Mass outrage over cops’ near-lynching of Black autoworker in Detroit

Solidarity with Floyd Dent, April 1. WW photo: Martha Grevatt

Solidarity with Floyd Dent, April 1.
WW photo: Martha Grevatt

Detroit — Millions of people around the United States have seen the video of the brutal beating and choking of Detroit resident Floyd Dent by police in nearby Inkster, Mich. A squad car’s dashboard camera documented the Jan. 28 assault and the video has since been widely viewed.

After being pulled over for an alleged stop sign violation, Dent opened his car door and showed his hands. He was immediately dragged from his vehicle, punched, put in a headlock and tasered three times by police. Dent spent two days in the hospital with four broken ribs, a fractured left orbital and blood on the brain.

Dent, a 37-year Ford worker and member of United Auto Workers Local 600, has mass support. Dozens packed the courtroom on April 1 when he pled not guilty to drug possession. After viewing the video, a judge had previously thrown out charges of assault and resisting arrest. Judge David Groner granted a two-week postponement for discovery purposes. Close to 100 supporters picketed the Inkster police station that afternoon.

Dent’s attorney, Gregory Rohl, is still seeking the names of all the officers involved in the beating as well as the mug shot video that shows the extent of Dent’s injuries. Speaking to the media, Rohl challenged the police claim that crack cocaine was found in the vehicle. The video showed a police dog detecting nothing and the bag of “evidence” does not have Dent’s fingerprints. Dent also aced a polygraph.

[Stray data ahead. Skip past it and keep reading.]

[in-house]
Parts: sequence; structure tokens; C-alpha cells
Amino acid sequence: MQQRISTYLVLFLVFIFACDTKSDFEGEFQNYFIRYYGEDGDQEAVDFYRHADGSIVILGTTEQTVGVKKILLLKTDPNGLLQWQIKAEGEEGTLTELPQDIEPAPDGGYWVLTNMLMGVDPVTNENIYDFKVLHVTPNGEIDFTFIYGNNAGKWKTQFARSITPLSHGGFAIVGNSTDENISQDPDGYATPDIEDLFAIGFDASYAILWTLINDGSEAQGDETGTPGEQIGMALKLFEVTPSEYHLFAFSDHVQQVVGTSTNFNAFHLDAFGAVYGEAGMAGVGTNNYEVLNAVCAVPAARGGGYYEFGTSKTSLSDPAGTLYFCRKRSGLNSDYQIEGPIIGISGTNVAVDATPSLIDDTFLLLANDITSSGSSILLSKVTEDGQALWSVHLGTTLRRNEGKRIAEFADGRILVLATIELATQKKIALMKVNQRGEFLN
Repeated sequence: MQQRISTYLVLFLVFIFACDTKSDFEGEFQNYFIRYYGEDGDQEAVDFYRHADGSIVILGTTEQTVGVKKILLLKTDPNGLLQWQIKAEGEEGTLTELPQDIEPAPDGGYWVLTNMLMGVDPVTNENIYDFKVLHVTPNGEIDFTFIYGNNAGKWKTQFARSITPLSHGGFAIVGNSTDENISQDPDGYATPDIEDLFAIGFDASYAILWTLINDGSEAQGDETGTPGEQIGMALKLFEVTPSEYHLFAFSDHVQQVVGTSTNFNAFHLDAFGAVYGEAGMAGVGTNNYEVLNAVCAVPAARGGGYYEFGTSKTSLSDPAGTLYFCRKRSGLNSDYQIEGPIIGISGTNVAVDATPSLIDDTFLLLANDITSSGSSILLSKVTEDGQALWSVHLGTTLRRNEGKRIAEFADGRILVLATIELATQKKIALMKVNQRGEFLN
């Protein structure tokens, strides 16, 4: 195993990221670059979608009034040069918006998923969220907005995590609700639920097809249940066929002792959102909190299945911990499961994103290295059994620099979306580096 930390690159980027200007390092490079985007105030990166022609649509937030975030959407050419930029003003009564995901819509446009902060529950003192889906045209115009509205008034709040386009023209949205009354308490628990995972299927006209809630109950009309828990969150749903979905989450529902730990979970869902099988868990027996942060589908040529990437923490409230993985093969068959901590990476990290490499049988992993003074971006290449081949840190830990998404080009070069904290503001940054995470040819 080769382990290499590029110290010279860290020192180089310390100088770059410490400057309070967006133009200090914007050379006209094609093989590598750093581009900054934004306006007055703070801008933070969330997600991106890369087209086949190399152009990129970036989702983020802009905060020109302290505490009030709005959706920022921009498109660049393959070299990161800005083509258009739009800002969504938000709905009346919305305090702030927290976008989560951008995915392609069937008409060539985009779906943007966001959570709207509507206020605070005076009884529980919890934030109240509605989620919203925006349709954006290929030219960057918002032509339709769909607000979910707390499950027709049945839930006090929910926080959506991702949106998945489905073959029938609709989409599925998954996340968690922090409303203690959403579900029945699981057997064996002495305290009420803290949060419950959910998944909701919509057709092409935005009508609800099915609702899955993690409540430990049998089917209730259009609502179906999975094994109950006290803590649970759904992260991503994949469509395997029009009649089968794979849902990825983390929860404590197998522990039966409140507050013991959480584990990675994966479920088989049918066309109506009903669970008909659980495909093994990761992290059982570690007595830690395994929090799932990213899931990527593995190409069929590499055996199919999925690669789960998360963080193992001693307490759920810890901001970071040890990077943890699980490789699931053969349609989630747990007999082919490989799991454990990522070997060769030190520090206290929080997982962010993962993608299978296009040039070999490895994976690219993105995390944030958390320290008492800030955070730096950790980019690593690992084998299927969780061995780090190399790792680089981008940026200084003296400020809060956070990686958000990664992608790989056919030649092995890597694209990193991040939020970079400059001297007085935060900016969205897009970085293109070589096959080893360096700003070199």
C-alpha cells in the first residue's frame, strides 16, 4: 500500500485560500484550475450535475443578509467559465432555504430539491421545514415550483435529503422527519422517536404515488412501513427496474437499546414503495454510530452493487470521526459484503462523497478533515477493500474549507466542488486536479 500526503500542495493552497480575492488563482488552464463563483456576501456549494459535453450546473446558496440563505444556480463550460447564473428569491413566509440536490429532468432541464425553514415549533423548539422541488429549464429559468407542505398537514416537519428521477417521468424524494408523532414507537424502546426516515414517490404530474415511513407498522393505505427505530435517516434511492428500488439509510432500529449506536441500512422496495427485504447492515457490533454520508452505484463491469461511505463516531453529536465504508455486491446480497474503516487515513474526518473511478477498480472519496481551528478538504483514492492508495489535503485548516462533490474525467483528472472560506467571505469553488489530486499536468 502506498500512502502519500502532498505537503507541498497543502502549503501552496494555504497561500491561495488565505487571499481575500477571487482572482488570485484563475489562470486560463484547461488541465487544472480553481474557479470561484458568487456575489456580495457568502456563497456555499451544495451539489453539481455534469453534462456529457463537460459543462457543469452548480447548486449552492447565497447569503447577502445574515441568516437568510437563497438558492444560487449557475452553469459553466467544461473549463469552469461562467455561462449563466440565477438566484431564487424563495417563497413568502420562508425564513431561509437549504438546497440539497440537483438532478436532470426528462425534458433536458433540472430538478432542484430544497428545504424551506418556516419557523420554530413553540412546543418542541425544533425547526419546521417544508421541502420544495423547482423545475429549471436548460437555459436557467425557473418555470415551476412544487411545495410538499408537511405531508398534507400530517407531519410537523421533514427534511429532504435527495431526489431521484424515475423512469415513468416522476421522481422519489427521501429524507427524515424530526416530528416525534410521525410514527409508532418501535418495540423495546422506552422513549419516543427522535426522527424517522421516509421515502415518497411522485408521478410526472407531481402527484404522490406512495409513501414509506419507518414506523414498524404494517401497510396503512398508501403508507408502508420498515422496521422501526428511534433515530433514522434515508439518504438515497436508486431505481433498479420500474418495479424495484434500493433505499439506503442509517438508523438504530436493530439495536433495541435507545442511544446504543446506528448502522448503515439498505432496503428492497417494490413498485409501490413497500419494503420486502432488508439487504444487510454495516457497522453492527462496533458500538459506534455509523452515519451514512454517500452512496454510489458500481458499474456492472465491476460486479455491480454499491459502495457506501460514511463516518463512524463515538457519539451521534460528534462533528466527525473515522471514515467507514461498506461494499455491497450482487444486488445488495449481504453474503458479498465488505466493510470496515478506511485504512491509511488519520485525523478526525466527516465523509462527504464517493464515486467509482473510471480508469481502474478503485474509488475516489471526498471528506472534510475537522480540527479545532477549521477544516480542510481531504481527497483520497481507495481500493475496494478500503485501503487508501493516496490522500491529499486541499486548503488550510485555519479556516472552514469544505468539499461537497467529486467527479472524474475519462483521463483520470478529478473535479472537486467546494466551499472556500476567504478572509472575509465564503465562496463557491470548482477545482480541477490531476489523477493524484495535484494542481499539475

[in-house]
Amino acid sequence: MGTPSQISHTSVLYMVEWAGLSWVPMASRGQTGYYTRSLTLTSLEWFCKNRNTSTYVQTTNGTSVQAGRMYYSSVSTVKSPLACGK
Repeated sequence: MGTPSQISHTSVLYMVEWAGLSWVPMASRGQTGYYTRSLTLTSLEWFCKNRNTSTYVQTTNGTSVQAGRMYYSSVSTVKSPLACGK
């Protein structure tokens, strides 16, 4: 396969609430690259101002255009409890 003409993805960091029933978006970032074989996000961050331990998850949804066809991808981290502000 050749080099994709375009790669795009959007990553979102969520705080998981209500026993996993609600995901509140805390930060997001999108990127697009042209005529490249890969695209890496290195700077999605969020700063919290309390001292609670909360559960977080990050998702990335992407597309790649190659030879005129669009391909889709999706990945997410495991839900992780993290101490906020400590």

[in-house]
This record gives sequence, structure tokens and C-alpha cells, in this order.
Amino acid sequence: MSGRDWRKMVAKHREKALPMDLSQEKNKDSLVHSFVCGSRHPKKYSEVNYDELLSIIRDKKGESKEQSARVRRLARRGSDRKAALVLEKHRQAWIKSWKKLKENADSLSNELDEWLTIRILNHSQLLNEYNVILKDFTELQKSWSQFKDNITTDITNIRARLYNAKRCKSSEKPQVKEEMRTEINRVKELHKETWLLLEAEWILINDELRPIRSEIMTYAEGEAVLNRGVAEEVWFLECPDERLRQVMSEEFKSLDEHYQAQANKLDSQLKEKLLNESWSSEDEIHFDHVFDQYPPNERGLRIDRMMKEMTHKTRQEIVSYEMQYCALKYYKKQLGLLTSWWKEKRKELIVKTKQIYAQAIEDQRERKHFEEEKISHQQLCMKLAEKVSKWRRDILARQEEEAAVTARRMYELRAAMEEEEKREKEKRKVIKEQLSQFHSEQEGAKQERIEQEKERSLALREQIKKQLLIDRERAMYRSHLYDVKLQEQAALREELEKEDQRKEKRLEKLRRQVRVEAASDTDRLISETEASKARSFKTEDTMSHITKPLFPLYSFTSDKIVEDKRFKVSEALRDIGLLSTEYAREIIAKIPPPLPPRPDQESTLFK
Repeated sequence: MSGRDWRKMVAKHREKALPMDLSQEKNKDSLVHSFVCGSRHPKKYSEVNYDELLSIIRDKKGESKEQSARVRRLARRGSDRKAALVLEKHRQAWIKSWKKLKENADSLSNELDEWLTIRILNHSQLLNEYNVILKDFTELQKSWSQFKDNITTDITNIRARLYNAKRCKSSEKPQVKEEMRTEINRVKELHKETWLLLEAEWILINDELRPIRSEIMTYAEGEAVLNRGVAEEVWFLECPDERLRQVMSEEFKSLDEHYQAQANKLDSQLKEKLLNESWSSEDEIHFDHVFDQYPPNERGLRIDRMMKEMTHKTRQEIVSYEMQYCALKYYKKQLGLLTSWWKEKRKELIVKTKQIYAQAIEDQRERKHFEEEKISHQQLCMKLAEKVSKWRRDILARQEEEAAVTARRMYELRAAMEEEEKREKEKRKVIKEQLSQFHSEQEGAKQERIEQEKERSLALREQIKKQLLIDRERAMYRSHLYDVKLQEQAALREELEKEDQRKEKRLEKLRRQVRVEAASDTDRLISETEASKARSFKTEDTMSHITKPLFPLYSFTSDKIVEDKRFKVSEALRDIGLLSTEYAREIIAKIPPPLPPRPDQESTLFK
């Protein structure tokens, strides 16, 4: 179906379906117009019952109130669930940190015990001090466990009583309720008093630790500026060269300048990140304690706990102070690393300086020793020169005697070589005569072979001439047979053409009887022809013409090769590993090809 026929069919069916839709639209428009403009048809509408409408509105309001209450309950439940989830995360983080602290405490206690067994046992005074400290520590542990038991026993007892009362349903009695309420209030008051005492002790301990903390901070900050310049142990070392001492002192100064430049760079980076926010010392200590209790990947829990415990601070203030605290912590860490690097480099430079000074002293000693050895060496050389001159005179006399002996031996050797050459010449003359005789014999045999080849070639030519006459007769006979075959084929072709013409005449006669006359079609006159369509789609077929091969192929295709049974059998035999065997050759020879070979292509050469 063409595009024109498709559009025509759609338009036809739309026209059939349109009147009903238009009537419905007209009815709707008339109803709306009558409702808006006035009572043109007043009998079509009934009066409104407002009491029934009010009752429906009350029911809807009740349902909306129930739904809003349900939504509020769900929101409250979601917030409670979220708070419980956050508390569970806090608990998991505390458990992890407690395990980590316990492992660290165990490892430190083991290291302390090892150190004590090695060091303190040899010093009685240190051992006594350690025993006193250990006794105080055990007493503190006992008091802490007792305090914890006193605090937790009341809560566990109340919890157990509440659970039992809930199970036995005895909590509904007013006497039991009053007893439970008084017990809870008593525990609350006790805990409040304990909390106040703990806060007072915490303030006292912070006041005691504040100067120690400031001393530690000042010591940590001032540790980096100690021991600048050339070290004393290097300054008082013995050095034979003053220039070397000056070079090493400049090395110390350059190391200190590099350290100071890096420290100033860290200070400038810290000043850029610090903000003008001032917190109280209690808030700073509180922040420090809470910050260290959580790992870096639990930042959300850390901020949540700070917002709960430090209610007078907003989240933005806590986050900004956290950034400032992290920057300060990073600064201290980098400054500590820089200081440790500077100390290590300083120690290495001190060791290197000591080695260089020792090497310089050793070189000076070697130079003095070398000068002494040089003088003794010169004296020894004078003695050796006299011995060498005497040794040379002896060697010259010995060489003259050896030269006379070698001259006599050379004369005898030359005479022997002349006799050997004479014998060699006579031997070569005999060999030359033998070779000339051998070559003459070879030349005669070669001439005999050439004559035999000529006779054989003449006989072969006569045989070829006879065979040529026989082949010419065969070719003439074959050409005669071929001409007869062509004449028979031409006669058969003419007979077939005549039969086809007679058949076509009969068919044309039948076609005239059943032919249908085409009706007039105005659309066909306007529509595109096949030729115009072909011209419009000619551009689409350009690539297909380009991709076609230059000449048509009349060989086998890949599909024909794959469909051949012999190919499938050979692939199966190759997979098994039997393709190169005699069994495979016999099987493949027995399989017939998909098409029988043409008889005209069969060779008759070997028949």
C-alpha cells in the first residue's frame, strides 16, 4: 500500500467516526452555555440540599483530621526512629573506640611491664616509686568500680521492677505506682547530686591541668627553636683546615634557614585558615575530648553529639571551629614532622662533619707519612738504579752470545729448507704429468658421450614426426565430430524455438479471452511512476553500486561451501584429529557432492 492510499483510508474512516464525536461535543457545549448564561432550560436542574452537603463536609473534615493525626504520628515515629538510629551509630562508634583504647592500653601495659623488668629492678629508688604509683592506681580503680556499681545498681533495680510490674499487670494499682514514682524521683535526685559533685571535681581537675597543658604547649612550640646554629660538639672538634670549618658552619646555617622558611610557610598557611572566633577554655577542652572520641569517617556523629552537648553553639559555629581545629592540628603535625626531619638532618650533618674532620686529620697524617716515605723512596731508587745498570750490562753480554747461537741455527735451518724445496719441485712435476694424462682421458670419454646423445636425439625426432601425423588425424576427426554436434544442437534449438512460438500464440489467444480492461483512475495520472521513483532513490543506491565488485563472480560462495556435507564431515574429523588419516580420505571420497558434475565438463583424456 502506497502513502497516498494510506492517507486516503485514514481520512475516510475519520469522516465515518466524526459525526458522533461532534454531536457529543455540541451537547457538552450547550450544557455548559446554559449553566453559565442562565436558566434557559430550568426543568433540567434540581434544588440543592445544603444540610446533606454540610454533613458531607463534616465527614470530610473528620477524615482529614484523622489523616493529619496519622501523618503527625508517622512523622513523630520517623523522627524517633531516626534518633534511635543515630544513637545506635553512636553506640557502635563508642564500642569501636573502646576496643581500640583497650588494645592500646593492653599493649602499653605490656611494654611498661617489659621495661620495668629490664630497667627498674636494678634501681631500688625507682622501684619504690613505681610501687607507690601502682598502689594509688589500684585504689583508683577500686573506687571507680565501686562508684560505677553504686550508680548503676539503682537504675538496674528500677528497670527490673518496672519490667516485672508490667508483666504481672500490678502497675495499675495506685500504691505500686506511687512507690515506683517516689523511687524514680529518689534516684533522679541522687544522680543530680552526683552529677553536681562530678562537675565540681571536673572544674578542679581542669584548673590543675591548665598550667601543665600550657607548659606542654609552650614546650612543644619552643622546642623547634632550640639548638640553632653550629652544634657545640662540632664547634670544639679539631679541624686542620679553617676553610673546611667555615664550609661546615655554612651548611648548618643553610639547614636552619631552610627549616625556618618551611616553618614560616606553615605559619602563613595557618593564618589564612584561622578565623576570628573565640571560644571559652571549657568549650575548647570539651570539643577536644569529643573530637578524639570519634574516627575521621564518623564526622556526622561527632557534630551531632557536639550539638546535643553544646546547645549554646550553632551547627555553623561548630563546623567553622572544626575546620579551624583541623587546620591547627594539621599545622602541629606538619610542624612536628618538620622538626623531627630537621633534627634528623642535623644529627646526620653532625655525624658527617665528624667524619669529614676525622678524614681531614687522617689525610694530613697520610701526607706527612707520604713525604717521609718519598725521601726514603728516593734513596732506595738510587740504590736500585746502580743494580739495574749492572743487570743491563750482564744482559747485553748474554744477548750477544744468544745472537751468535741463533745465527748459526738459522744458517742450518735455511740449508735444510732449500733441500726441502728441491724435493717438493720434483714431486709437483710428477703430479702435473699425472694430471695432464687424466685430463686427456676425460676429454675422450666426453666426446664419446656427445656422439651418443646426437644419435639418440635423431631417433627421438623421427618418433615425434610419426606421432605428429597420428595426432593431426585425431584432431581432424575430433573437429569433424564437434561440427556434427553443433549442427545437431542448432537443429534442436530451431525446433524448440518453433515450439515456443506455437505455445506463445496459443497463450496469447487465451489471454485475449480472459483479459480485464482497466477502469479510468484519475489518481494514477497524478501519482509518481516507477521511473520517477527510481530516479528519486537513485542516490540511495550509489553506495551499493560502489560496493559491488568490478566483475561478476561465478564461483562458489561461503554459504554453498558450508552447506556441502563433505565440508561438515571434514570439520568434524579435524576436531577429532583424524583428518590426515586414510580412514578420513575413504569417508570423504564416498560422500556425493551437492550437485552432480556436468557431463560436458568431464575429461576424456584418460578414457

Several hundred people marched April 3 from the site of the beating to the police station. The march was called by the Michigan chapters of the National Action Network along with the Council on American-Islamic Relations and Take on Hate. Supporters included Detroit Black Lives Matter, the Moratorium NOW! Coalition, the Detroit Coalition Against Police Brutality, the Detroit Coalition of Black Trade Unionists, retired Rev. Ed Rowe of Central United Methodist Church, U.S. Rep. John Conyers Jr., former state Rep. Rashida Tlaib and several dozen UAW activists.

The Detroit suburb of Inkster is nearly 75 percent African American. Over 80 percent of the police force is white, including the chief. With the exception of William Melendez, who is Latino, all of the cops at the scene of Dent’s beating were white.

Melendez, who was seen punching Dent in the head at least 16 times, earned the nickname “Robocop” during his 16 years on the Detroit police force. By the time his scandal-ridden career there ended in 2009 over falsified reports, he had developed a reputation for wrongfully arresting people, planting fake evidence and lying under oath to cover up his misdeeds. He shot and killed Lou Adkins in 1996 and Ernest Crutchfield III in 2003, both unarmed. At one point, Robocop led the department in citizen complaints and lawsuits filed against an officer.

In 2010, Inkster hired Melendez, fully aware of his record. Inkster police Chief Vicki Yost also came from the Detroit force. As partner of officer Eugene Brown when he murdered Lamar Grable in 1996, she testified on Brown’s behalf in a civil lawsuit. Despite this and other controversies, Yost moved up the ladder in Detroit but left in 2014 to become Inkster’s head cop. The protests have demanded that Robocop and Yost be fired.